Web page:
Tapestry is an ancient art form and the author, Francis Paul Thompson in his history of tapestry stated that it should be called “the mirror of history”. He suggested that the first tapestries were woven some 400,000 years ago by nature before humans made anything, when the winds would bend the tall leaves and grasses and interweave them between the rushes around the lakes and swamp edges. The warp of strong stalks and weft of the pliable grasses may have suggested the first weavings used for mats and baskets and later developed into tapestries with discontinuous weft covering the warp – weavings with embedded images that mirror time, place and events.
Some of the earliest fragments from the Egyptian tombs remain in museum collections with woven symbolic crowns, floral emblems and hieroglyphics telling us about the kings from 3500 years ago.
The tradition of tapestry narrative continued to leave us a visual history; Roman rulers were depicted in spirited Coptic portraits; religious tapestries in churches and cathedrals presented the stories of the bible to the illiterate; Peruvian weavers made tapestries depicting Inca culture and the Spanish Conquest, Medieval weavers produced romantic scenes depicting courtly life and loves and in the 18th century there was a fashion for so called “Indian Hangings” – visions of exotic landscapes, fearsome animals and strange natives.
Tapestries tell us about people, their pursuits, beliefs, battles and joy, and the land they inhabit. Our tapestry continues the tradition, marking the centenary and presenting our reflection of Canberra.
Artist, Annie Trevillian, who was born and brought up in Canberra, was appointed as the designer because of her experience, research into the history of Canberra and ability to make images that I knew would translate well into tapestry. Recently I came across a quote from William Morris the father of contemporary craft and Founder of the Merton Abbey Tapestry Workshops in London, talking about the requirements for tapestry design:
“…..the first thing to be considered in the designing of it is the force, purity and elegance of silhouette of the objects represented, and nothing vague or indeterminate is admissible.”
I think Annie’s design would have met with William Morris’s approval as it is a strong and highly individual interpretation of the objects that symbolise our city, an elegant image which people readily identify with.
Traditionally large tapestries are woven in workshops with teams of trained weavers who have spent up to 8 years learning the required skills before being allowed to work on a commissioned tapestry. Here we had no group of professional weavers, but with a leap of faith we set out running workshops to introduce the basics of tapestry. There was a fantastic response from the community and over 3 months we ran 3 sets of classes teaching over 90 people. The groups included librarians, scientists, teachers, mums and daughters or sons, young and old, male and female. The workshops gave people a practical insight into the technicalities of warp and weft, an experience they will recall whenever they see a tapestry.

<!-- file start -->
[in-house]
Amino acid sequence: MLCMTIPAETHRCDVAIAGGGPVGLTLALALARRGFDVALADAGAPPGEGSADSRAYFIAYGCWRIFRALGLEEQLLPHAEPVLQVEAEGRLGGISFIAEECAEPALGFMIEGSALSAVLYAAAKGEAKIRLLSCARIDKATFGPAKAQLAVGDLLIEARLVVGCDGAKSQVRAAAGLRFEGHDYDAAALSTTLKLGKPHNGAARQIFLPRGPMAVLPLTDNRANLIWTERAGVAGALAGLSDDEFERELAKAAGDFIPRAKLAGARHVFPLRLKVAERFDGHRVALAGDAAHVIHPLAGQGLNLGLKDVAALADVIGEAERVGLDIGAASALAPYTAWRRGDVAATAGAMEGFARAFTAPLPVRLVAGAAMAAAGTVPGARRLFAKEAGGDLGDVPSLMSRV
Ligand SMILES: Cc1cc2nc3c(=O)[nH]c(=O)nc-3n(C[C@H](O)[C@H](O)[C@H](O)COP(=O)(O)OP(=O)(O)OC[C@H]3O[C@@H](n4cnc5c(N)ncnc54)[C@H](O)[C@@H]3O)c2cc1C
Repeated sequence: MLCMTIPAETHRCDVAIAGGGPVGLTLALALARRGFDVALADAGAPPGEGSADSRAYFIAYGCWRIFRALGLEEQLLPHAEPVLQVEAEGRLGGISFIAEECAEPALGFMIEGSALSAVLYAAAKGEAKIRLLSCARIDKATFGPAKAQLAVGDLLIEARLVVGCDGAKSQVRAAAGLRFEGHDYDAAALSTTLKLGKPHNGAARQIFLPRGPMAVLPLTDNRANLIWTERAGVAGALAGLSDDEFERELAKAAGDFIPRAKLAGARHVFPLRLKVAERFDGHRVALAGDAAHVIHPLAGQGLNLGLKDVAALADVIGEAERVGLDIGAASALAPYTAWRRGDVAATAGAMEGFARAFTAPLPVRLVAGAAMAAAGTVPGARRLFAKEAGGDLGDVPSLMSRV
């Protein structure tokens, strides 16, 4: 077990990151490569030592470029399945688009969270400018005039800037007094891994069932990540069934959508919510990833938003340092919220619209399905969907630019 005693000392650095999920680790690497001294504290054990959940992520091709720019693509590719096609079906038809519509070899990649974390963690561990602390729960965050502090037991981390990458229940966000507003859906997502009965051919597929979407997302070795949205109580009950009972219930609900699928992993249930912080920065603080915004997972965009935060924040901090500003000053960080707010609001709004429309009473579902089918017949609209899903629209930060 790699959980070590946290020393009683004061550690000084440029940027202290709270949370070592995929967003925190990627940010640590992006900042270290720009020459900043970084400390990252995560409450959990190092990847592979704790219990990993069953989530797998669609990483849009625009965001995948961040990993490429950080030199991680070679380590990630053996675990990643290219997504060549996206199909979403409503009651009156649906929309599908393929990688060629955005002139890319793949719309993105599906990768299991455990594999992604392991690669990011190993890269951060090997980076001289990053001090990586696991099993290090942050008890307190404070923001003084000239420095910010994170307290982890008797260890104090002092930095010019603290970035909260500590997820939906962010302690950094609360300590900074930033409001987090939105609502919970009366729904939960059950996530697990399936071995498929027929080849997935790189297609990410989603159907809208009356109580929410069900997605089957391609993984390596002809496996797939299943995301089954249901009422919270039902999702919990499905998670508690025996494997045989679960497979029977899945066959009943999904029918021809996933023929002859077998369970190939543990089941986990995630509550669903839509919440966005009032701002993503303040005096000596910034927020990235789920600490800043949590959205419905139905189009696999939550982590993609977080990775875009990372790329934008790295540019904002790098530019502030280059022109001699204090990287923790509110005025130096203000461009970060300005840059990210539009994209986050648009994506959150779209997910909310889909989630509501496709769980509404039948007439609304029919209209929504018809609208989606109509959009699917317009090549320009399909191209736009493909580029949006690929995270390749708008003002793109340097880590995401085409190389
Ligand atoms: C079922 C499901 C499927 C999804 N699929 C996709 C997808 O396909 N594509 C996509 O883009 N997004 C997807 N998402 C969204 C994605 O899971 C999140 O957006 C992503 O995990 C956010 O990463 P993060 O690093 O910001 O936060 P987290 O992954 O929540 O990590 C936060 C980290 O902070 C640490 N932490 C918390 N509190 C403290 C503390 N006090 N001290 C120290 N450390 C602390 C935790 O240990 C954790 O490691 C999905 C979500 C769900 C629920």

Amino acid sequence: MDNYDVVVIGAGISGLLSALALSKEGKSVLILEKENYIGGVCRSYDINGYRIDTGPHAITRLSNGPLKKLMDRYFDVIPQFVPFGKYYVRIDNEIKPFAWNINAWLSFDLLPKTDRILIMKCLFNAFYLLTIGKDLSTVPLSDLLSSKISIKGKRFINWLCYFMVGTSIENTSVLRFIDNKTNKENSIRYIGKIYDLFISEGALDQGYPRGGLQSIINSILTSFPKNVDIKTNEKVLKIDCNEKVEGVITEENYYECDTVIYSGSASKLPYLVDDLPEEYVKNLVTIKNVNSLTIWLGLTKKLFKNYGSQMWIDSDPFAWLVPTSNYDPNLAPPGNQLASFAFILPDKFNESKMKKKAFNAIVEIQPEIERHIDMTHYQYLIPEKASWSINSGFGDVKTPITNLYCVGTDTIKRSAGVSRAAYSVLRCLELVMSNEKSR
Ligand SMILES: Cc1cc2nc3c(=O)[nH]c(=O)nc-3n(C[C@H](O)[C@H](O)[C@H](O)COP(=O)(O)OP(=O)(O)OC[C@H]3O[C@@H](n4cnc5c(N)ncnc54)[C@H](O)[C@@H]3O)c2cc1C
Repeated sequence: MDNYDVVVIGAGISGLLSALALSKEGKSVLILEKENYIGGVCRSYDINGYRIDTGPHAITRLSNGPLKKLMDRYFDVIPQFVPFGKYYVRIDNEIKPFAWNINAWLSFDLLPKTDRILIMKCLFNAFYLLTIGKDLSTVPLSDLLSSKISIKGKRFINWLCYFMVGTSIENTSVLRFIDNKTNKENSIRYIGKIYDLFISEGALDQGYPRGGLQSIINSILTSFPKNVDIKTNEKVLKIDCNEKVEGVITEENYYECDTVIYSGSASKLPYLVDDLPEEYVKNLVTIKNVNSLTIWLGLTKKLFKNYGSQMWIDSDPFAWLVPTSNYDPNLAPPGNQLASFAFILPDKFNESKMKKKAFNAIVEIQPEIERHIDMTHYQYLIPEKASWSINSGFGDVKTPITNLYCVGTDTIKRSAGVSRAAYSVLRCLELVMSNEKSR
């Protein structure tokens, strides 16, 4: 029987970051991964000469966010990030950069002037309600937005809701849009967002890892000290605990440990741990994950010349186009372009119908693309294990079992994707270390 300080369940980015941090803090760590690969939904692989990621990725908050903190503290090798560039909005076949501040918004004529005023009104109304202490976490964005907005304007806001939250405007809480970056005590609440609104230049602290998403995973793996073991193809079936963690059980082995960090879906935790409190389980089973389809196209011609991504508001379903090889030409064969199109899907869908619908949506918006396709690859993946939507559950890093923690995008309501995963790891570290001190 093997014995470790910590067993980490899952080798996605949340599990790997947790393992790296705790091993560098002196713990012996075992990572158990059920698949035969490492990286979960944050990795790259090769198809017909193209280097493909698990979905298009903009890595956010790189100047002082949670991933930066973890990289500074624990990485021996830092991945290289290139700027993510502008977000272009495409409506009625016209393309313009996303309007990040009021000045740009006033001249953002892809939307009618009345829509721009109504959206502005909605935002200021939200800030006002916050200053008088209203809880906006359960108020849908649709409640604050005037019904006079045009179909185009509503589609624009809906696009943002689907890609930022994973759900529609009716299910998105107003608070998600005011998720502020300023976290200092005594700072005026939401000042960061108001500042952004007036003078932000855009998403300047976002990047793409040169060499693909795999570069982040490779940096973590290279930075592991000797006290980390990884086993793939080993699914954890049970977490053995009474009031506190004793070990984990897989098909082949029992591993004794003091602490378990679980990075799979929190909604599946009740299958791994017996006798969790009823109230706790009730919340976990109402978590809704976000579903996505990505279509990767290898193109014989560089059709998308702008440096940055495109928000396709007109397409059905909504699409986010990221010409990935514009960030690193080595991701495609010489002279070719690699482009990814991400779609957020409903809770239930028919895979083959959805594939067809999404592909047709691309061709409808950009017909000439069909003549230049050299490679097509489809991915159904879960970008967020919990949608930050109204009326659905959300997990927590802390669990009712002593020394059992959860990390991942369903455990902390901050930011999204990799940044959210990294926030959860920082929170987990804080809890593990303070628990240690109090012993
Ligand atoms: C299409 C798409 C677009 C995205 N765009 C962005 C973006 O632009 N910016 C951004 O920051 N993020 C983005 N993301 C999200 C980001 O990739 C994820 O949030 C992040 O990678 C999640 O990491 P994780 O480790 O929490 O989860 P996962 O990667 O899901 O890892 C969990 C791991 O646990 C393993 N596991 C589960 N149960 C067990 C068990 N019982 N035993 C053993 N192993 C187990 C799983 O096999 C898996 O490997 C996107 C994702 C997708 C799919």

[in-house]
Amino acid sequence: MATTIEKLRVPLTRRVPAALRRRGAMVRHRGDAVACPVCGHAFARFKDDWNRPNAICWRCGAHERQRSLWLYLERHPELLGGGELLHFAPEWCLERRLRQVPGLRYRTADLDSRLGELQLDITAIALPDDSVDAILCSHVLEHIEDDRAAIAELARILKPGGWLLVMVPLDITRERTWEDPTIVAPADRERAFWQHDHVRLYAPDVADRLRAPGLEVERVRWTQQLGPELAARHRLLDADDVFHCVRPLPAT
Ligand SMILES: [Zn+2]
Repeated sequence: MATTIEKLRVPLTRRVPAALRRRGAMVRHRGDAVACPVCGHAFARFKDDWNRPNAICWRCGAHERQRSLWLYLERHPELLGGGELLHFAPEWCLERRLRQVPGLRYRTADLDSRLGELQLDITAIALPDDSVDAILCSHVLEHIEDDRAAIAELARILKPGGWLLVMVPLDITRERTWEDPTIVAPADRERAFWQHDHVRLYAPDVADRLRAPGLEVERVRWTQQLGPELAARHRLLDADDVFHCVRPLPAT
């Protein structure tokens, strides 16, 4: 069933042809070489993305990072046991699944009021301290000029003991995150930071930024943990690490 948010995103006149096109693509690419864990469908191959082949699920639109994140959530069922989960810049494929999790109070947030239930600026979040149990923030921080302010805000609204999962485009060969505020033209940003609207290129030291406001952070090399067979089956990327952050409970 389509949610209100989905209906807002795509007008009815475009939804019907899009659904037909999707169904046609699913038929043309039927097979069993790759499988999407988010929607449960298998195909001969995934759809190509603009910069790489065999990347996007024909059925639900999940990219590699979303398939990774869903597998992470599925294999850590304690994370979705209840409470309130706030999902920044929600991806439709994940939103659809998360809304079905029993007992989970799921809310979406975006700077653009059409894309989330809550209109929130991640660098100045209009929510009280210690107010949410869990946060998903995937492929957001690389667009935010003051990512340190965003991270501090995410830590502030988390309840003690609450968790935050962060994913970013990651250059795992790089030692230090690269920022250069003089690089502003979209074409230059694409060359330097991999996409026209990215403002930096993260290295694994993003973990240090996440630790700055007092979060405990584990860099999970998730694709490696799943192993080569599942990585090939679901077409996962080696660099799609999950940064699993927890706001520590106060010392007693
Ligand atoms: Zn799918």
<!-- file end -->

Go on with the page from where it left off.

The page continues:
One exchange student from America joined the class saying he had always wanted to be a Navajo weaver like his grandmother, but she had said that boys don’t do this weaving. He was very happy to learn that in the European workshops the weavers were exclusively men and that he could continue making tapestries. A visiting artist from South Africa wanted to learn to weave so she could take back this way of working to villages in her country so people could weave their own images and stories.
Some of the students from these classes went on to weave the large tapestry with other experienced weavers and many visitors who dropped in to put their mark in the work. Some also wove their own small tapestries shown here with others sent from around the country and the world.
Daniel Edwards was our master weaver at the loom 3 days a week for a year, warping up, inking on, guiding the colour and interpretation, watching the edges to get them straight and making sure there was continuity throughout. You might also have seen him out demonstrating in libraries, at schools and markets or at his local café. Dan had a willing team who came in to the workshop week after week, sometimes dashing out from work to weave in a lunch hour or coming in regularly to catch up with sewing the slits as the weaving progressed. Some weavers came from other parts of the country – Melbourne, northern NSW, Perth and there were also international visitors who came from America, Canada, Britain and Scandinavia. Everyone’s contribution was vital to building the tapestry and the weavers’ names are recorded on cotton tape sewn on to the back.
Our outreach through the banner, printed cards, an e-mail list and blog was creatively managed by Al Munro, who has also designed and produced a calendar for next year so everyone can relive the project month by month.
When the weaving was complete we were delighted that Sir William Deane, the patron of the centenary was able to be our honorary guest at the cutting off ceremony. In his speech he suggested that the tapestry should be called the Great Centenary Tapestry. Although not modest in its claim, I think this is most fitting as it celebrates the large number of people who participated in the project – over 800 who came in to the workshop and many more who engaged in outreach projects and demonstrations; recognises the great number of wefts over warps or marks in the tapestry – approximately 850, 500 and major part the tapestry has played in people’s lives over the last year.
We thank ANU, the Canberra Centenary Community Initiatives Funding and the ACT Legislative Assembly for their support and hope the Great Centenary Tapestry will give great pleasure to everyone who sees it and in 100 years’ time it can be our very own mirror of history.